Let $E$ be a Banach space. Recall that the collection of all closed linear subspaces of $E$ can be turned into a metric space in a number of ways. In particular, consider the notion of a gap: if $G$ and $H$ are subspace of $E$, then $$g(G,H)=\max\{\sup\limits_{g\in \partial B_{G}} d(g, H),~\sup\limits_{h\in \partial B_{H}} d(h, G)\},$$ where by $\partial B_{G}$ and $\partial B_{H}$ we mean the intersection of the unit sphere with $G$ and $H$, respectively. Note, that $g(G,H)\le h(G,H)\le 2g(G,H)$, where $h(G,H)$ is the Hausdorff distance between $\partial B_{G}$ and $\partial B_{H}$.

Let $F\subset G$ be subspaces of $E$ and let $\varepsilon>0$. Does there exist $\delta>0$ such that every subspace $H$ with $g(G,H)<\delta$ contains a sub-subspace $J\subset H$ with $g(F,J)<\varepsilon$?

  • $\begingroup$ It looks to me that $F\subset G\implies d(F,H)\leq d(G,H)$ so you could take $\delta=\varepsilon$ and $J=H$. $\endgroup$ Dec 16, 2020 at 10:11
  • $\begingroup$ @LiviuNicolaescu seems unlikely: what if $F$ is too small? Note that the distance is symmetrical. $\endgroup$
    – erz
    Dec 16, 2020 at 10:31
  • $\begingroup$ I meant the gap $g(F,H)\leq g(G,H)$. If $ F\subset G$ I believe $g(G,F)=1$. $\endgroup$ Dec 16, 2020 at 11:58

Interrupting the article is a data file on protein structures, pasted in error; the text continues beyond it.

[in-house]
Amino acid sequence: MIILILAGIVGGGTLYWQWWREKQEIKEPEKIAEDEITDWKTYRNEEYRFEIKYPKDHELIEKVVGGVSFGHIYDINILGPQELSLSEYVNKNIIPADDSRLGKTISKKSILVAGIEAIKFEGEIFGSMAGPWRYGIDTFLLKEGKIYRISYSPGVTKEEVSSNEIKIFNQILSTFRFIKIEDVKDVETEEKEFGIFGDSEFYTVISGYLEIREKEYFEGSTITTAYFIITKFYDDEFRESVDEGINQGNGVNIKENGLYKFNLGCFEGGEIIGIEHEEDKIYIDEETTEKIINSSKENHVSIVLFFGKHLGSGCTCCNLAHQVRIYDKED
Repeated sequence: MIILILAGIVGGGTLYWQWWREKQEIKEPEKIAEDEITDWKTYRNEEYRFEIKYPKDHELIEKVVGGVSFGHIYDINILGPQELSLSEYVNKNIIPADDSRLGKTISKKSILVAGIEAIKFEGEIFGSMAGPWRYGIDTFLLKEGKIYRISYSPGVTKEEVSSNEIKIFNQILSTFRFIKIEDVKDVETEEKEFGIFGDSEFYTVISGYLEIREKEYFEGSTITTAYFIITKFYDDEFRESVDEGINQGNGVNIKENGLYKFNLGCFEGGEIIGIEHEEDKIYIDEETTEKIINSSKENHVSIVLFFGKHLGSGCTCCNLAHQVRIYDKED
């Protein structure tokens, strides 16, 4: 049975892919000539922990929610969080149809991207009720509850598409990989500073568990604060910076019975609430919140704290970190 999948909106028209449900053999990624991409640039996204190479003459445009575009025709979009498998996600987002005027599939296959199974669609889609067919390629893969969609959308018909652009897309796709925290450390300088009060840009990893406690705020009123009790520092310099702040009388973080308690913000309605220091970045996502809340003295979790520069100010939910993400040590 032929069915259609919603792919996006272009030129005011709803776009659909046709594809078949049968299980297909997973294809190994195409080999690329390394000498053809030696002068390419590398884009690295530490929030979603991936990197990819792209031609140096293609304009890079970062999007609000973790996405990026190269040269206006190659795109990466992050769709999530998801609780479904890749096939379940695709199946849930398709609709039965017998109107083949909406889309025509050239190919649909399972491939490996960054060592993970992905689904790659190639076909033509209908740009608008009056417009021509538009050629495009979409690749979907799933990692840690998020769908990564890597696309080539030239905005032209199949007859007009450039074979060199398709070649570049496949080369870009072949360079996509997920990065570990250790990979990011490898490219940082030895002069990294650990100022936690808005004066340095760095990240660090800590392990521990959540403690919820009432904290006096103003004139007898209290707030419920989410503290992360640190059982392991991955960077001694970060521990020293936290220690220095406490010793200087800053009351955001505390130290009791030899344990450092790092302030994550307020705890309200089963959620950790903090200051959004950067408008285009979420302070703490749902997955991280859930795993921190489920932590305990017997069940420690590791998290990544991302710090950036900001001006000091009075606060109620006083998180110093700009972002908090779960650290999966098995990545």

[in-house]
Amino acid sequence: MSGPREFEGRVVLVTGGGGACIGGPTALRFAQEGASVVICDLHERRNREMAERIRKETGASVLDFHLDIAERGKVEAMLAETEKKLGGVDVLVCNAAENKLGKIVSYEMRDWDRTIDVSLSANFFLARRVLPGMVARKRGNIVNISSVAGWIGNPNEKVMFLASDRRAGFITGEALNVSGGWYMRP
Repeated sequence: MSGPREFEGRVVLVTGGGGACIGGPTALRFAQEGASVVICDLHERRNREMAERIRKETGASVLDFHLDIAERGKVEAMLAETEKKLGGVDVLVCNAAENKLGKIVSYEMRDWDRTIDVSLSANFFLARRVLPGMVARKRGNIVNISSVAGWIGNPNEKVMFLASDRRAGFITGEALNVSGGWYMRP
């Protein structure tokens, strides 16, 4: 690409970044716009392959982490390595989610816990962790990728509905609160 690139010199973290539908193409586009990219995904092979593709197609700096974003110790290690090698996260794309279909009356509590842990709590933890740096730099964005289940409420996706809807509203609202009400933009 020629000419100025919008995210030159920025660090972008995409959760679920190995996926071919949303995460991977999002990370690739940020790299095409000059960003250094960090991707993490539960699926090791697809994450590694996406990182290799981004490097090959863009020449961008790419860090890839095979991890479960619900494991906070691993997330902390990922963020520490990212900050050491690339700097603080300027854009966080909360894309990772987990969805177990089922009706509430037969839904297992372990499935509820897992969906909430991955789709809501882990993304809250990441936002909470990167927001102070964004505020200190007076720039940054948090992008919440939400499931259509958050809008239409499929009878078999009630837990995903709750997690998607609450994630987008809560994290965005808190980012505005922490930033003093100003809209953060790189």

• $\begingroup$ @LiviuNicolaescu but not only $H$ has to approximate $F$ (which it does at least as well as it approximates $G$), but another way around as well. And if $F$ is too small it does not approximate $H$. In particular, take your example: $g(G,G)=0$, and yet $g(F,G)=1$. $\endgroup$
    – erz
    Dec 16, 2020 at 12:01
  • $\begingroup$ In Hilbert spaces if $F\subsetneq G$, then $g(G,F)=1$. Also if $\dim F<\dim G<\infty$ then $g(G,F)=1$. $\endgroup$ Dec 16, 2020 at 13:38

1 Answer 1


The answer is "No". You can derive this from Lemma 5.9 and Proposition 5.3 in my paper Ostrovskiĭ, M. I. Topologies on the set of all subspaces of a Banach space and related questions of Banach space geometry. Quaestiones Math. 17 (1994), no. 3, 259–319. In that Lemma a collection of subspaces $G_\varepsilon$, $\varepsilon\in(0,1)$ is constructed in the space $X\oplus X/Y$ which converges to $Y\oplus X/Y$ with respect to gap, and is such that all $G_\epsilon$ are isomorphic to $X$.

We get a counterexample in cases where $X/Y$ does not admit an isomorphic embedding into $X$ (such examples are well-known, e.g. $X=\ell_1$ and $X/Y=c_0$). In fact, if there would be a subspace $U$ in $G_\varepsilon$, which is close to $X/Y$, since $X/Y$ is complemented in the whole space, by Berkson's proposition (see Proposition 5.3 in the paper mentioned above), this would imply that $U$ is isomorphic to $X/Y$, a contradiction.

  • $\begingroup$ So do I understand correctly, that Berkson tells us that in a gap-neighborhood of a complemented subspace not only everybody is complemented, but is in fact isomorphic to this subspace? $\endgroup$
    – erz
    Dec 17, 2020 at 3:35
  • $\begingroup$ Yes, Berkson proved that in a gap-neighborhood of a complemented subspace $Z$ all subspaces are isomorphic to $Z$, the size of the neighborhood depends on the infimum of norms of projections onto $Z$. $\endgroup$ Dec 17, 2020 at 4:10

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